A leading developer has begun a bid to close a Forfar bypass turn-off on the A90 Dundee to Aberdeen dual carriageway.
Scotia Homes want to shut the Lochlands junction to northbound traffic turning right onto the A932 into Forfar.
Lochlands is the only junction on the bypass vehicles can cross which is not grade-separated.
Numerous fatal and serious accidents have occurred there since the bypass opened almost 40 years ago.
It has been the site of a variety of safety improvements down the years.
The Scotia plan has just been submitted to Angus Council.
It proposes removing the existing right turn lane to create a wider central reservation.
The move would make the A94 Glamis underpass the first opportunity for drivers to leave the A90 and head into Forfar.
Scotia said: “Following constructive discussions with the council, we have submitted a planning application regarding Lochlands junction.
“The proposed junction closure is designed to improve road safety in the area.
“We will be engaging in further discussions with both Angus Council and Transport Scotland as the application progresses.”
Why has Scotia Homes submitted the bypass bid?
Lochlands has emerged as a key consideration for future housing in the west of Forfar.
Scotia Homes is based in Aberdeenshire and has an office at Kingsmuir, just outside Forfar.
It is currently building homes at Glenview, the site of Forfar’s former guide dogs training centre.
And in June, the company submitted an application for almost 120 houses on land at Westfield.
But a rival developer’s scheme has already focused attention on the Lochlands issue.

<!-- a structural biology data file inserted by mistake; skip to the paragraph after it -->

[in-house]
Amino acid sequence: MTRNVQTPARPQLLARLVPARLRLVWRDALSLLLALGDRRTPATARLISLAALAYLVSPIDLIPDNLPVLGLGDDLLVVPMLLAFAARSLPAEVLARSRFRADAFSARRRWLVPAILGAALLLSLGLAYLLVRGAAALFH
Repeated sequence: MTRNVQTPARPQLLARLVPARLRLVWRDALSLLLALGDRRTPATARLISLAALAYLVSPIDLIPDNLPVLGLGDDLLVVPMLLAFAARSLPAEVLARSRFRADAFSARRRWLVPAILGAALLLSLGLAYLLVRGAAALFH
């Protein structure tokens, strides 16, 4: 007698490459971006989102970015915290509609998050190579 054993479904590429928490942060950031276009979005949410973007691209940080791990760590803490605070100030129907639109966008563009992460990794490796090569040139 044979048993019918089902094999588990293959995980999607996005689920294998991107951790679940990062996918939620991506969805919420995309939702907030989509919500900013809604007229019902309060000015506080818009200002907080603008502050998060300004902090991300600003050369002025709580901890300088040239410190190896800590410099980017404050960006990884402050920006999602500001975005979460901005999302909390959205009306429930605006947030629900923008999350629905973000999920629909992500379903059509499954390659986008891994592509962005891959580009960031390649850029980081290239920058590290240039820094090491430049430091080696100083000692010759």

Muir Homes has appealed the council’s refusal of permission for its site at Westfield to the Scottish Government.
Its 159-house scheme was rejected by councillors in April.
Safety fears about the junction were on the list of concerns.
At that time, Transport Scotland did not object to the Muir plan.
But that was on the basis of the council bringing forward a plan for Lochlands junction improvements before any more housing to the west of Forfar was approved.
Montrose councillor Bill Duff said then the situation was a “mess”.
“This developer will get off scot-free for developing this junction while others that come along later are going to have to pick up the tab,” he commented.
“If you get in first, you’re going to get on without having to pay for upgrading the road, that’s my biggest concern.
The Reporter dealing with the Muir case is due to inspect the site this week.
An appeal decision is likely to be issued by the end of the month or early November.
What happens now?
The consultation window for Scotia’s A90 application expires on October 27.
Council planners have set a determination deadline of mid-December.
Meanwhile, the company’s application for 117 houses at Westfield is still to be determined.